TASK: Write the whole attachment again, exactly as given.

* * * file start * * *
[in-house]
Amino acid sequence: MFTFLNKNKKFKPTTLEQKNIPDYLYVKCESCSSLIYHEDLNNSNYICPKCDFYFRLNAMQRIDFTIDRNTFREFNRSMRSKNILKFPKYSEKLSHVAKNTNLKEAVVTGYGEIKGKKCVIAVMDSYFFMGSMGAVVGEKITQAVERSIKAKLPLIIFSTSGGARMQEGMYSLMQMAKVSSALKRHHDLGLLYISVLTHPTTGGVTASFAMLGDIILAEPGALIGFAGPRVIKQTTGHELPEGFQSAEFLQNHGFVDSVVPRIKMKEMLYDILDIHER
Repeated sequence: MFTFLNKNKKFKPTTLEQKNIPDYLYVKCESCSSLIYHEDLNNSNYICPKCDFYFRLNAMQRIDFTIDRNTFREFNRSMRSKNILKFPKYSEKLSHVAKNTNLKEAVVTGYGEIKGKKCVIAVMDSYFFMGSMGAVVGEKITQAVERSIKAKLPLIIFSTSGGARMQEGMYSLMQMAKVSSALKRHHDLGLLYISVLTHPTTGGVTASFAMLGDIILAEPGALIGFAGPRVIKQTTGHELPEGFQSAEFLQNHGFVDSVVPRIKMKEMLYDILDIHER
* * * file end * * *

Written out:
[in-house]
Amino acid sequence: MFTFLNKNKKFKPTTLEQKNIPDYLYVKCESCSSLIYHEDLNNSNYICPKCDFYFRLNAMQRIDFTIDRNTFREFNRSMRSKNILKFPKYSEKLSHVAKNTNLKEAVVTGYGEIKGKKCVIAVMDSYFFMGSMGAVVGEKITQAVERSIKAKLPLIIFSTSGGARMQEGMYSLMQMAKVSSALKRHHDLGLLYISVLTHPTTGGVTASFAMLGDIILAEPGALIGFAGPRVIKQTTGHELPEGFQSAEFLQNHGFVDSVVPRIKMKEMLYDILDIHER
Repeated sequence: MFTFLNKNKKFKPTTLEQKNIPDYLYVKCESCSSLIYHEDLNNSNYICPKCDFYFRLNAMQRIDFTIDRNTFREFNRSMRSKNILKFPKYSEKLSHVAKNTNLKEAVVTGYGEIKGKKCVIAVMDSYFFMGSMGAVVGEKITQAVERSIKAKLPLIIFSTSGGARMQEGMYSLMQMAKVSSALKRHHDLGLLYISVLTHPTTGGVTASFAMLGDIILAEPGALIGFAGPRVIKQTTGHELPEGFQSAEFLQNHGFVDSVVPRIKMKEMLYDILDIHER